SIBO Breath Testing: What It Is and How It Works

Small intestinal bacterial overgrowth (SIBO) is a condition where there is an overgrowth of bacteria in the small intestine, which can lead to a range of digestive symptoms such as bloating, abdominal pain, and diarrhoea or constipation. SIBO breath testing is a non-invasive way to diagnose SIBO, by measuring the gases produced by the bacteria in the small intestine.


How does SIBO breath testing work?

SIBO breath testing involves drinking a solution of lactulose or glucose, which are sugars that are not absorbed by the body and pass through to the small intestine. As the bacteria in the small intestine consume these sugars, they produce gases such as hydrogen and methane, which are then exhaled in the breath.

The levels of these gases are measured at regular intervals over a period of three hours. The rise in gas in the first 90 minutes of the test assesses whether there is any bacterial overgrowth in the small intestines. The test is performed after an overnight fast and after a 1-day prep diet with zero fibre consumed. During the test, the individual will be asked to breathe into a specially-designed test tube every 20 minutes.

The test is non-invasive and generally well-tolerated. It’s important to breathe into the tube with a normal exhale rather than blowing excessively into the tube. Excess carbon dioxide in the breath will invalidate the results if too much air is blown into the tube.


Check out this YouTube video which demonstrates how to correctly carry out a SIBO breath test: A SIBO breath test can be done at home and the test kit is shipped back to the lab for analysis. The test tubes are specially designed to prevent gas from escaping. SIBO breath tests typically cost £150-170.  



Interpreting SIBO test results


The results of the SIBO breath test are usually available within a few days depending on which lab is used. A positive test for SIBO is indicated by a significant rise in the levels of hydrogen and/or methane gas during the first 90-minutes of the test.

The test results can also indicate the location of the bacterial overgrowth – hydrogen-dominant SIBO suggests an overgrowth in the upper small intestine, while methane-dominant SIBO suggests an overgrowth in the lower small intestine.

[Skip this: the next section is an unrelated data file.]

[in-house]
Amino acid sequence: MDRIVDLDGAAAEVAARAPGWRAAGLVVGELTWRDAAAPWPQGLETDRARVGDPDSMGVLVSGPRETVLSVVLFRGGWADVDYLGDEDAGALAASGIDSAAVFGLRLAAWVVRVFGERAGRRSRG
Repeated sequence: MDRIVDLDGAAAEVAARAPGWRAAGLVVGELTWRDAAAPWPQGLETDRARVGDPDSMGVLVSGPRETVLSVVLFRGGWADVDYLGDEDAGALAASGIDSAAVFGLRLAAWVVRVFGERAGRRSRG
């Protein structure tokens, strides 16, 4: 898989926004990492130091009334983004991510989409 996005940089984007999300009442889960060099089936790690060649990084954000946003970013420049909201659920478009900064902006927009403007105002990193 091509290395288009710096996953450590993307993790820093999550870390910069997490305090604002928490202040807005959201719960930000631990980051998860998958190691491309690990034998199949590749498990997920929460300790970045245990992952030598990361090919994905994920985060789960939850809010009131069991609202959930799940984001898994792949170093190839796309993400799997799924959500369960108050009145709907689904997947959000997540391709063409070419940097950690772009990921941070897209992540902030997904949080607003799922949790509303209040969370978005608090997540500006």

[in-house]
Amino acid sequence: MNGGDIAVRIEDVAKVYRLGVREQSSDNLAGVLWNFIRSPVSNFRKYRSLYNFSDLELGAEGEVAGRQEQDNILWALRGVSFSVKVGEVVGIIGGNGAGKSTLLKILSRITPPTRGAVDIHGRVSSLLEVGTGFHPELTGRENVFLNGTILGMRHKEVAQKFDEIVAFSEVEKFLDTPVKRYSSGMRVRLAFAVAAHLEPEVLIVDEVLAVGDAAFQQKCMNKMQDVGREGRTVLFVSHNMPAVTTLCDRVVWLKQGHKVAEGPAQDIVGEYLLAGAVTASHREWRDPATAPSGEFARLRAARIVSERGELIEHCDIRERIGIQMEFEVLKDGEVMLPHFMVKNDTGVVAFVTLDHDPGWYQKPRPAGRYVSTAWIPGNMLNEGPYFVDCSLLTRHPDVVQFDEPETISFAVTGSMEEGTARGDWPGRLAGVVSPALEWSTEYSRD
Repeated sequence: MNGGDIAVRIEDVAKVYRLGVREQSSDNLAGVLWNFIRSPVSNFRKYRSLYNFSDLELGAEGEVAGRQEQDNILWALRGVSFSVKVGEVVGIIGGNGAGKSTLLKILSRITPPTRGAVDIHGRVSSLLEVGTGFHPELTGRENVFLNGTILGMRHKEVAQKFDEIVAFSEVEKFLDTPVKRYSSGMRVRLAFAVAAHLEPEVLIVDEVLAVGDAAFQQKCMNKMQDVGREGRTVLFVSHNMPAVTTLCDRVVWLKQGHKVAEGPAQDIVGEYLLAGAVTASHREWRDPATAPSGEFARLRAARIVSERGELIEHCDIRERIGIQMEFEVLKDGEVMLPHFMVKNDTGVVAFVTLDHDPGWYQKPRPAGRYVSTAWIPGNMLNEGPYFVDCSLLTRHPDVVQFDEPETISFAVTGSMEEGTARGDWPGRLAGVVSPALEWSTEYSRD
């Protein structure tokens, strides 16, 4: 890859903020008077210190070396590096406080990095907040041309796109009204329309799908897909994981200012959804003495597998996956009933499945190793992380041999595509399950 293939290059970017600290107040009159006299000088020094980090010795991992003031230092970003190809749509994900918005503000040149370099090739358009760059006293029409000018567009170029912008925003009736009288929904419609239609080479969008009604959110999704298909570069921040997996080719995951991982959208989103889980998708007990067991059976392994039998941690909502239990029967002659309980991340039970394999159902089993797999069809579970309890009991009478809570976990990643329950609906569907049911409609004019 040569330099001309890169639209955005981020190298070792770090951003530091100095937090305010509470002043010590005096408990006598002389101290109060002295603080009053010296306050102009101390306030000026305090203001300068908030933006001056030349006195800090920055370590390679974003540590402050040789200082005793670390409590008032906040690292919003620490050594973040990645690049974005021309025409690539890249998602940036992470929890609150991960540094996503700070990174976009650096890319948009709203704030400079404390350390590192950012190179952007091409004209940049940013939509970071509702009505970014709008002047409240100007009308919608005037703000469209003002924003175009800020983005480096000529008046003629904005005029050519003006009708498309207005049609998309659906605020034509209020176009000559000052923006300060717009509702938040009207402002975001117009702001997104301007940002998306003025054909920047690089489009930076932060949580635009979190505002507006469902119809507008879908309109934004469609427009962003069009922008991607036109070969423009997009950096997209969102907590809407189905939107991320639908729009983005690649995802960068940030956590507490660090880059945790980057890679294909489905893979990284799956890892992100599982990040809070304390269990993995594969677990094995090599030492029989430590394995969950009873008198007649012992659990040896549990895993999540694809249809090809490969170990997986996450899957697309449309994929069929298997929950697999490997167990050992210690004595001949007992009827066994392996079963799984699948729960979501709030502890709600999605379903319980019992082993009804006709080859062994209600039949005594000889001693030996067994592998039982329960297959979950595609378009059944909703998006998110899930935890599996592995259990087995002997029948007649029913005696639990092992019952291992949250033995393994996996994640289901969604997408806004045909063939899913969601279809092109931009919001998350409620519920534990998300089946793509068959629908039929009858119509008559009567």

• A rise of more than 20ppm in hydrogen indicates a positive hydrogen-dominant SIBO test result
  • A rise of more than 12ppm in methane indicates a positive methane-dominant SIBO test result
  • A combined rise of more than 15ppm for both hydrogen and methane indicates a positive mixed SIBO test result
  • In cases of severe constipation, a rise of only 3ppm in methane indicates a positive methane-dominant SIBO test result
  • If either hydrogen or methane gas is elevated from baseline (before the lactulose solution is ingested) large intestinal bacterial overgrowth is indicated.


Treatment options for SIBO

If SIBO is diagnosed, treatment options include antibiotics such as Rifaximin and metronidazole, herbal antimicrobials such as oregano, berberine and allicin, and dietary changes. Antibiotics are often prescribed to kill off the overgrowth of bacteria, but they may not be effective in all cases and can have side effects. Herbal antimicrobials are an alternative treatment option that may be just as effective as antibiotics but with fewer side effects and a lower relapse rate.

Check out this website which provides information on the effectiveness of antibiotics and herbal treatment. Dietary changes can also be effective in managing SIBO symptoms.

A low FODMAP diet, which restricts fermentable carbohydrates that can exacerbate bacterial fermentation in the gut, can be helpful in reducing symptoms of bloating, abdominal pain, and diarrhoea or constipation. Other dietary changes may include avoiding certain foods that trigger symptoms, such as dairy or gluten, and eating an anti-inflammatory diet that supports gut health, including probiotics and prebiotics.


In conclusion, SIBO breath testing is a useful tool in diagnosing SIBO and can help guide treatment options. However, it’s important to interpret the test results in the context of a person’s symptoms and medical history. Treatment options include antibiotics, herbal antimicrobials, and dietary changes, with a low FODMAP diet being a particularly effective dietary approach to managing SIBO symptoms. Get in touch if you’re interested in testing for SIBO! 


Chedid V, Dhalla S, Clarke JO, et al. Herbal therapy is equivalent to rifaximin for the treatment of small intestinal bacterial overgrowth. Glob Adv Health Med. 2014 May;3(3):16-24. doi: 10.7453/gahmj.2014.019. PMID: 24891990; PMCID: PMC4030608.


Khoshini, R., Dai, S., Lezcano, S., Pimentel, M. (2008). A systematic review of diagnostic tests for small intestinal bacterial overgrowth. Digestive Diseases and Sciences, 53(6), 1443-1454. doi: 10.1007/s10620-007-0065-1


Pimentel, M., Chow, E. J., & Lin, H. C. (2003). Eradication of small intestinal bacterial overgrowth reduces symptoms of irritable bowel syndrome. The American Journal of Gastroenterology, 98(8), 1635-1640. doi: 10.1111/j.1572-0241.2003.07530.x


Sorathia SJ, Chippa V, Rivas JM. Small Intestinal Bacterial Overgrowth. [Updated 2023 Apr 17]. In: StatPearls [Internet]. Treasure Island (FL): StatPearls Publishing; 2023 Jan-. Available from: